What are the interiors like of Uranus and Neptune? Why are their magnetic fields different than other planets? Why are their winds and heat budgets so different from those observed on the other giant planets, Jupiter and Saturn?
“In addition to the planets themselves, their rings, satellites, and magnetospheres are also unique; a new mission would dramatically increase our understanding of the physical and chemical processes that control the properties and evolution of this system,” UTIG Research Associate Krista Soderlund said. “The majority of exoplanets that have been detected are ice giants, or similar in size to Uranus and Neptune. Thus, by studying these bodies within our own solar system, we will be able to better characterize exoplanets as well.”
Krista recently brought her expertise and questions to NASA’s Science Definition Team (SDT) for Ice Giants Mission Studies. As one of 14 people on the SDT, she helped assess science priorities and mission concepts for future missions to Uranus and Neptune. They built on the decadal survey, “Visions and Voyages for Planetary Science in the Decade 2013-2022.” The final report, “Ice Giants Pre-Decadal Survey Mission Study Report,” outlines science objectives, potential missions, and cost.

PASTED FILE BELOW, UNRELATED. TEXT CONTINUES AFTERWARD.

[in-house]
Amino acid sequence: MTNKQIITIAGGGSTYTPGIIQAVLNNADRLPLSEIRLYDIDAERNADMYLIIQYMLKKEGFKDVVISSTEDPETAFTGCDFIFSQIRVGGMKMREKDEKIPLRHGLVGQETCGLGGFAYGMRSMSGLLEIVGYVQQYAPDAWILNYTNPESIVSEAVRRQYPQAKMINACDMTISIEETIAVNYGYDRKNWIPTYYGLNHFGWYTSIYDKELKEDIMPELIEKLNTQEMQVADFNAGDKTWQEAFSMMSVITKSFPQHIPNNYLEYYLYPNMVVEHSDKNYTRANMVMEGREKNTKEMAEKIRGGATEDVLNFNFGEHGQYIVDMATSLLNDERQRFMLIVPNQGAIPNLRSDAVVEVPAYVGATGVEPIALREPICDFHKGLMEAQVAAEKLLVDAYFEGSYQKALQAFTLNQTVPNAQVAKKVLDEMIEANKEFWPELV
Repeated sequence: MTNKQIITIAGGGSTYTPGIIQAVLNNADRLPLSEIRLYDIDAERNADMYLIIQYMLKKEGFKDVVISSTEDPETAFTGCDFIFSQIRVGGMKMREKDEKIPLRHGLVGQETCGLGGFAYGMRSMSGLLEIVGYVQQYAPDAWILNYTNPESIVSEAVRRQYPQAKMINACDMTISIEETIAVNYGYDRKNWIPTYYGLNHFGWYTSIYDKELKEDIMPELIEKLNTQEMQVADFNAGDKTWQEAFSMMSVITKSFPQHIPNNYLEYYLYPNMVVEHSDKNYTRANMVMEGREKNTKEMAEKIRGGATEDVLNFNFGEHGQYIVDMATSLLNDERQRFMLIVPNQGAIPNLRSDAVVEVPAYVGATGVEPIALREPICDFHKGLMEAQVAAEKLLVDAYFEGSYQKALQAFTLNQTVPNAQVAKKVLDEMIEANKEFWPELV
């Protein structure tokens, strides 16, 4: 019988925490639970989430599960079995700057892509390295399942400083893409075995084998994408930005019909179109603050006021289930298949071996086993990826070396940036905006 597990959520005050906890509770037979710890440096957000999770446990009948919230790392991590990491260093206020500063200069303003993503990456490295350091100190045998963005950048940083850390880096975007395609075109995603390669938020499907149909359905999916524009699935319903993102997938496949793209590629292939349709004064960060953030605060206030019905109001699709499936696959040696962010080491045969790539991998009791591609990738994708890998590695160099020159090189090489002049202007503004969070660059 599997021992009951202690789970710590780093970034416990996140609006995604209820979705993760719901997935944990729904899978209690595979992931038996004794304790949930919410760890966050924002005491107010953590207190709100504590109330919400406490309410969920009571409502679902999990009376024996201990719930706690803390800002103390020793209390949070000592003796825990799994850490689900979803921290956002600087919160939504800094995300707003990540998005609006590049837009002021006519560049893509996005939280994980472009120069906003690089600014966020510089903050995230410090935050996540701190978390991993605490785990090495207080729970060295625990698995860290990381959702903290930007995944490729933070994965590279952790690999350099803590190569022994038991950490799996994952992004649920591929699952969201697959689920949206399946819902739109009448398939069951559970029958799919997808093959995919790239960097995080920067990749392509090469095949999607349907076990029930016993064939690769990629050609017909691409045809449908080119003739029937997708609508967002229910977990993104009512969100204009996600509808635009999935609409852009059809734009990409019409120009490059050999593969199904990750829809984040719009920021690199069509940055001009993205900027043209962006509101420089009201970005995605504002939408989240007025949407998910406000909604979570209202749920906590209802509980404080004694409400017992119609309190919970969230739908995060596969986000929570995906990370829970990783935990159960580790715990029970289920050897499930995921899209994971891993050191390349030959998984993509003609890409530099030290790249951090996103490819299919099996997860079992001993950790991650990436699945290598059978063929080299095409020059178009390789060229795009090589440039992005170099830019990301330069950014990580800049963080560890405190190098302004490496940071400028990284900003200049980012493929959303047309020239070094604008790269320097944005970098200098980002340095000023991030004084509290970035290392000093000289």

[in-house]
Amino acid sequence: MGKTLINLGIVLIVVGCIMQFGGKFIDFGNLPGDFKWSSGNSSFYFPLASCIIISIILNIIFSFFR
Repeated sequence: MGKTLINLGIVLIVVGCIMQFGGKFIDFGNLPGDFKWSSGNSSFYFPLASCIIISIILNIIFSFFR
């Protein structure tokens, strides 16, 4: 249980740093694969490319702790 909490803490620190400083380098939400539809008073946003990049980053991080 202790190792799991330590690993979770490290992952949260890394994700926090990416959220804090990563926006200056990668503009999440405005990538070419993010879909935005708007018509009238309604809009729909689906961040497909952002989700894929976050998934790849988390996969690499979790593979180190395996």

The study identified 12 priority science objectives, including constraining the structure and characteristics of the planet’s interior, and understanding the planet’s composition. Other priorities include determining heat balance, mapping the shape and surface of satellites, and investigating the solar wind-magnetosphere-ionosphere interactions.
To accomplish these scientific priorities, the team also determined what instruments would be necessary to gather the necessary data. These included a camera, Doppler Imager, and mass spectrometer. The study addressed science value versus cost of potential missions.
It takes many years to reach the Ice Giants, so Krista was excited to be a part of a study that often does not include scientists like her who are early in their careers.
“I really enjoyed being able to talk about ice giant science and brainstorm how we could make great strides in answering fundamental questions about them within my lifetime,” Soderlund said.
Now that the study is complete, Soderlund and other planetary scientists will continue to educate and advocate about the importance of an ice giant mission. The team hopes that their work will help guide future decadal surveys and mission studies.